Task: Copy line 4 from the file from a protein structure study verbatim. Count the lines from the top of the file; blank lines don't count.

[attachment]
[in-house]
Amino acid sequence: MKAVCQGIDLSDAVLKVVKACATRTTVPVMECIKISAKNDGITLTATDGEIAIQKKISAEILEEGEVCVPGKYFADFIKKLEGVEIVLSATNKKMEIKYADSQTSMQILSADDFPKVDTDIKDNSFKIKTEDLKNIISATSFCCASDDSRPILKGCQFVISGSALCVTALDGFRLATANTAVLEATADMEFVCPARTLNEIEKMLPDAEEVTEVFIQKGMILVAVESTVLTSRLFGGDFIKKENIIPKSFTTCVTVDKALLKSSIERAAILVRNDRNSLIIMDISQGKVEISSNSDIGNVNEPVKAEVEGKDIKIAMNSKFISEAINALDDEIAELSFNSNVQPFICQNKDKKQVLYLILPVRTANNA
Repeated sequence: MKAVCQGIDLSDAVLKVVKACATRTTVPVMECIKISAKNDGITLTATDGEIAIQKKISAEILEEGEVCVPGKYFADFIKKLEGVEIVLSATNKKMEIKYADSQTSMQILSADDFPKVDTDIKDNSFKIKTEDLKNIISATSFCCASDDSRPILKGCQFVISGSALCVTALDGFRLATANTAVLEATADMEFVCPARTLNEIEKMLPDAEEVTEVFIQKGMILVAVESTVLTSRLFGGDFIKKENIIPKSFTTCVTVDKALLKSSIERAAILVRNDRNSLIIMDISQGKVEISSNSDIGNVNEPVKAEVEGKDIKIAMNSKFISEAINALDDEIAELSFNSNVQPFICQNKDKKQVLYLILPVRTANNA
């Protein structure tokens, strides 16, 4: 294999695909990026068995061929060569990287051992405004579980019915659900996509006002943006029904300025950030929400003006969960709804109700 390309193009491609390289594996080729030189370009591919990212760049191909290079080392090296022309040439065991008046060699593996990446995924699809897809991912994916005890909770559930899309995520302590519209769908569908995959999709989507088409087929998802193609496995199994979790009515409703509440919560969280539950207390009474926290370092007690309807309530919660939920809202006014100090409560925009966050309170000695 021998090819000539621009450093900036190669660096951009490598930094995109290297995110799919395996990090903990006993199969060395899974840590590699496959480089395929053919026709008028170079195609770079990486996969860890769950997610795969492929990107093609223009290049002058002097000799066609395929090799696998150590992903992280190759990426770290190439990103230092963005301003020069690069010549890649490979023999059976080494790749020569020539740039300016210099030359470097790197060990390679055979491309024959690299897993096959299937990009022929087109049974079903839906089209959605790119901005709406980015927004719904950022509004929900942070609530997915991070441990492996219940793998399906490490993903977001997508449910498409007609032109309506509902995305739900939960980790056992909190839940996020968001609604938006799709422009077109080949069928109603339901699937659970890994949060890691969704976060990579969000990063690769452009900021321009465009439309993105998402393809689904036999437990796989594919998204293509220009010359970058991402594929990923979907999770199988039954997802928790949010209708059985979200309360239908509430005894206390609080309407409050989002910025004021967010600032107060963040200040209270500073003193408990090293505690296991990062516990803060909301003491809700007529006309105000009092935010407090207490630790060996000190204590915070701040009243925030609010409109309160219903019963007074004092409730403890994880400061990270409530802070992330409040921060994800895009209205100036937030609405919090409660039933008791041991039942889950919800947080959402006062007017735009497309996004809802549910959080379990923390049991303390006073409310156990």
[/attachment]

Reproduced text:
């Protein structure tokens, strides 16, 4: 294999695909990026068995061929060569990287051992405004579980019915659900996509006002943006029904300025950030929400003006969960709804109700 390309193009491609390289594996080729030189370009591919990212760049191909290079080392090296022309040439065991008046060699593996990446995924699809897809991912994916005890909770559930899309995520302590519209769908569908995959999709989507088409087929998802193609496995199994979790009515409703509440919560969280539950207390009474926290370092007690309807309530919660939920809202006014100090409560925009966050309170000695 021998090819000539621009450093900036190669660096951009490598930094995109290297995110799919395996990090903990006993199969060395899974840590590699496959480089395929053919026709008028170079195609770079990486996969860890769950997610795969492929990107093609223009290049002058002097000799066609395929090799696998150590992903992280190759990426770290190439990103230092963005301003020069690069010549890649490979023999059976080494790749020569020539740039300016210099030359470097790197060990390679055979491309024959690299897993096959299937990009022929087109049974079903839906089209959605790119901005709406980015927004719904950022509004929900942070609530997915991070441990492996219940793998399906490490993903977001997508449910498409007609032109309506509902995305739900939960980790056992909190839940996020968001609604938006799709422009077109080949069928109603339901699937659970890994949060890691969704976060990579969000990063690769452009900021321009465009439309993105998402393809689904036999437990796989594919998204293509220009010359970058991402594929990923979907999770199988039954997802928790949010209708059985979200309360239908509430005894206390609080309407409050989002910025004021967010600032107060963040200040209270500073003193408990090293505690296991990062516990803060909301003491809700007529006309105000009092935010407090207490630790060996000190204590915070701040009243925030609010409109309160219903019963007074004092409730403890994880400061990270409530802070992330409040921060994800895009209205100036937030609405919090409660039933008791041991039942889950919800947080959402006062007017735009497309996004809802549910959080379990923390049991303390006073409310156990």